Politics of Life

It amazes and saddens me how divided we have become as a nation. I fully support having differing views, but the barriers of understanding and being civil to each other we are establishing is troubling. Talk about building a wall!

I find it ridiculous that President Trump has been ridiculed for providing a fast-food buffet for the Clemson national champion football team—an event by and large loved by the guys. I felt the same when people made fun of the vegetable garden on the White House grounds being put in by First Lady Michelle Obama.

My point is we are way to driven by our pre-conceived ideas and beliefs that we cannot see the good in others. Let me give you a parable to illustrate: We don’t like Joe, but Joe runs into a burning building. He saves a baby, he runs back in and saves the puppy, he runs back in and saves the kitten. After the building collapses the headline is that he did not save the gold fish and therefore he is selfish and horrible!

That is how many people look at those in elected positions when they start saying “I hate you” and soon that attitude is extended to the citizens who support the person we do not support. In full disclosure I am a conservative and support those candidates who most closely align with my philosophy of how this nation should be governed. Because of my ideology I have been labeled, directly and indirectly, as a sexist, a racist, a homophobe, a Nazi, along with other demeaning traits. I am far from perfect in how I see others, but I try hard to see people the way Dr. King dreamed of, to live in a nation where people are not judged by the color of their skin (or other physical attributes) but by the content of their character.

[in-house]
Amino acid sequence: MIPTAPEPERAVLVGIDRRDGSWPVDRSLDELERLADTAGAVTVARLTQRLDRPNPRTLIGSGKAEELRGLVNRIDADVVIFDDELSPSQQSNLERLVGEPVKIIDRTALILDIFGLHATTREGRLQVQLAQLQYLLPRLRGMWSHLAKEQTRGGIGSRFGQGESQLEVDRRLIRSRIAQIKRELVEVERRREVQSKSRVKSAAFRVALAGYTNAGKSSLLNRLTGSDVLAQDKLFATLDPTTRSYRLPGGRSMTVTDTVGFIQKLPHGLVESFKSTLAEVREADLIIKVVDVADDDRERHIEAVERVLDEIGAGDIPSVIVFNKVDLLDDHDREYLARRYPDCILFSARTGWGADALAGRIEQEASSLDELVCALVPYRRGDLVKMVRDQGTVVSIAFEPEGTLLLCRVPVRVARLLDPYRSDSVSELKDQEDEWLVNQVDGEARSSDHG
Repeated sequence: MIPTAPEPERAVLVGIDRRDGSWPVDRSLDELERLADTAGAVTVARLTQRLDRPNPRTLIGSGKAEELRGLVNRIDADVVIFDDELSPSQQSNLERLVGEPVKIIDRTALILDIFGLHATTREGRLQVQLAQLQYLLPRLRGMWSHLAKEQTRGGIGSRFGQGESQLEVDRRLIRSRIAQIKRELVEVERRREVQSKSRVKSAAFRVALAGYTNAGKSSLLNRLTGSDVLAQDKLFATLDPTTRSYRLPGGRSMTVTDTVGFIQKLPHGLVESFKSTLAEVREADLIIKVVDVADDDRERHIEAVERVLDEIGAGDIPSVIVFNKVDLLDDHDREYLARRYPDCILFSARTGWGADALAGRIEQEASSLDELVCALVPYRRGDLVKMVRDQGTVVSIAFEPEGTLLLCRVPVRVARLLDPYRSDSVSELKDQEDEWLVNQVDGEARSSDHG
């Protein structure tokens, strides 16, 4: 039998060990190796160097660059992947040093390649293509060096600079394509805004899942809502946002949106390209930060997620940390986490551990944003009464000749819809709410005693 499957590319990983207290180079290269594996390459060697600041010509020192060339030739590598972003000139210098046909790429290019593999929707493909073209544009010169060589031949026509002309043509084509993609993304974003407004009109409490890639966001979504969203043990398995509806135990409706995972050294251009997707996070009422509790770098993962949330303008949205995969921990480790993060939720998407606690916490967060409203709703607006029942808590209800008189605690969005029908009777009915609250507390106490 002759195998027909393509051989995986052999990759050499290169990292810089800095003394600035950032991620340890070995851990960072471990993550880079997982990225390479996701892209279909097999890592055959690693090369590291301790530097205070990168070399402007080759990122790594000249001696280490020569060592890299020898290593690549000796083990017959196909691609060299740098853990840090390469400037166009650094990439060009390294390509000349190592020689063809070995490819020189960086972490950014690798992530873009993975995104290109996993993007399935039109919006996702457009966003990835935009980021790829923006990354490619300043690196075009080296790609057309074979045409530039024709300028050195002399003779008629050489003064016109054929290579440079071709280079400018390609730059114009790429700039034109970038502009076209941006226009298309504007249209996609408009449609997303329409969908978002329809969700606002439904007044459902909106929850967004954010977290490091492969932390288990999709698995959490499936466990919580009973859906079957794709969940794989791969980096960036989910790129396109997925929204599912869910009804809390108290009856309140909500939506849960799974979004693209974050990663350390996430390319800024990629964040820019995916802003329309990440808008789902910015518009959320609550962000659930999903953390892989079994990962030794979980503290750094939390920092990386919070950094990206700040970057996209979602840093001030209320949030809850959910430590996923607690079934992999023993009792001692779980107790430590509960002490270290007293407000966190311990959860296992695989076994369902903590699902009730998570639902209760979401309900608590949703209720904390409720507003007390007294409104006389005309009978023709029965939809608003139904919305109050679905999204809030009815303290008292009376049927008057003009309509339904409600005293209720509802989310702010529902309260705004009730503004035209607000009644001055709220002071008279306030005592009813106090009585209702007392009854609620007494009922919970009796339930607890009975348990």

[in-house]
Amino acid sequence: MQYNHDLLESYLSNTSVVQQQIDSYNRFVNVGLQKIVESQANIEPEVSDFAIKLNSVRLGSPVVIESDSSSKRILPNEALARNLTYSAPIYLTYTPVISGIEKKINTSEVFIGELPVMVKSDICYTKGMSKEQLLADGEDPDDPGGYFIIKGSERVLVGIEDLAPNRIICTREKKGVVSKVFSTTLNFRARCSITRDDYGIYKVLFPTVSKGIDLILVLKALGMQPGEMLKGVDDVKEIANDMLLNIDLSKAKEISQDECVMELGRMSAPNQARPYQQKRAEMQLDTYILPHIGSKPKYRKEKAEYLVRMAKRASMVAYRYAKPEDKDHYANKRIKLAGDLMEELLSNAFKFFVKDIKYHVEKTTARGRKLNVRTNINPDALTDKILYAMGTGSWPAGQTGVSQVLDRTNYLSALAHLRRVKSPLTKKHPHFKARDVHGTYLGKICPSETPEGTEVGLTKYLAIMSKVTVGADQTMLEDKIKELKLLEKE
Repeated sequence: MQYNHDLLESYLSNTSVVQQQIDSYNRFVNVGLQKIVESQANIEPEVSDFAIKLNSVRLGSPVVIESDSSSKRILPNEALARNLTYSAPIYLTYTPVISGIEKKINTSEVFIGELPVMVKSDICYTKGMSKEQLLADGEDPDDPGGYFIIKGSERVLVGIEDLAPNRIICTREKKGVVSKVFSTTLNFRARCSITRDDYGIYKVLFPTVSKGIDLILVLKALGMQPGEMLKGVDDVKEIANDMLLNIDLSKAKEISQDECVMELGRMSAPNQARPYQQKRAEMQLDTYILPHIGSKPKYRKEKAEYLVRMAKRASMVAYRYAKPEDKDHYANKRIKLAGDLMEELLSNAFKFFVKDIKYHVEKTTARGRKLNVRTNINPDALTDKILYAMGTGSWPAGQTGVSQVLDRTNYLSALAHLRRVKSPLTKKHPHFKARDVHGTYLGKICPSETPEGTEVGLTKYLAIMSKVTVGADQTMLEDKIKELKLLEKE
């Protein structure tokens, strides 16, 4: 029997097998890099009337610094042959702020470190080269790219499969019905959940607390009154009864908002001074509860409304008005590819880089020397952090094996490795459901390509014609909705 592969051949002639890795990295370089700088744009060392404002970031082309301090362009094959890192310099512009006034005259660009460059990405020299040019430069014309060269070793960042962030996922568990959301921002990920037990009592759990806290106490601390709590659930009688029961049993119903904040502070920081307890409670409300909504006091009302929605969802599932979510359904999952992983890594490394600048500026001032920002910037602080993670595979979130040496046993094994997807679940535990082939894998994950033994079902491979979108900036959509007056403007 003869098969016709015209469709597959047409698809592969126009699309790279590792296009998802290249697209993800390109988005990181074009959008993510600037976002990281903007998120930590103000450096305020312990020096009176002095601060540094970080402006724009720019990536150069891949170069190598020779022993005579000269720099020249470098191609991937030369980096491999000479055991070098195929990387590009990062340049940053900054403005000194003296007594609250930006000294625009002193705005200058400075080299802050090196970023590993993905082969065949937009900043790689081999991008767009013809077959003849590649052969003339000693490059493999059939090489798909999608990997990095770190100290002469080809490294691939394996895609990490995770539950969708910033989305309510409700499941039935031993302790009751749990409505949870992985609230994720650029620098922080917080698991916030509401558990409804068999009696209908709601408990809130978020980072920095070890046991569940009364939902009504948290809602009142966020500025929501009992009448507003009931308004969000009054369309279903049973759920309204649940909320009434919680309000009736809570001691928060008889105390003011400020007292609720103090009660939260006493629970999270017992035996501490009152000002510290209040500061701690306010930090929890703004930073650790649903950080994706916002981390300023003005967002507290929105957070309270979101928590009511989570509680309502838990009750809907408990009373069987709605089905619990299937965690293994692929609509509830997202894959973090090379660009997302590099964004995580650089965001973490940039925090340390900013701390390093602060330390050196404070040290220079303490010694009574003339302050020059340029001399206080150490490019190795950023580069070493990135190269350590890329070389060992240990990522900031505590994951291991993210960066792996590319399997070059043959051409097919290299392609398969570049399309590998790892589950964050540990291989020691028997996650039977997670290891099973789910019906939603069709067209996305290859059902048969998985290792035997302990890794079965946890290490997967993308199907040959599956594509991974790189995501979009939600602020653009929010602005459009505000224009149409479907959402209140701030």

Even more importantly I strive to live by God’s Word. A particularly appropriate passage I believe is 1 Peter 2:17 which says, “Treat everyone you meet with dignity. Love your spiritual family. Revere God. Respect the government.” (MSG)

– “Treat everyone you meet with dignity.” This says “everyone” but it does not say we have to agree with everyone, but it does say to treat them with dignity.
– “Love your spiritual family.” As followers of Jesus Christ we are called to reach the world in His name, but we are also called to support and love our spiritual family. We do this through worshipping together, serving together, and fellowshipping with each other.
– “Revere God.” God must come first in our lives; if we cannot do this the other relationships are infected or at best hollow.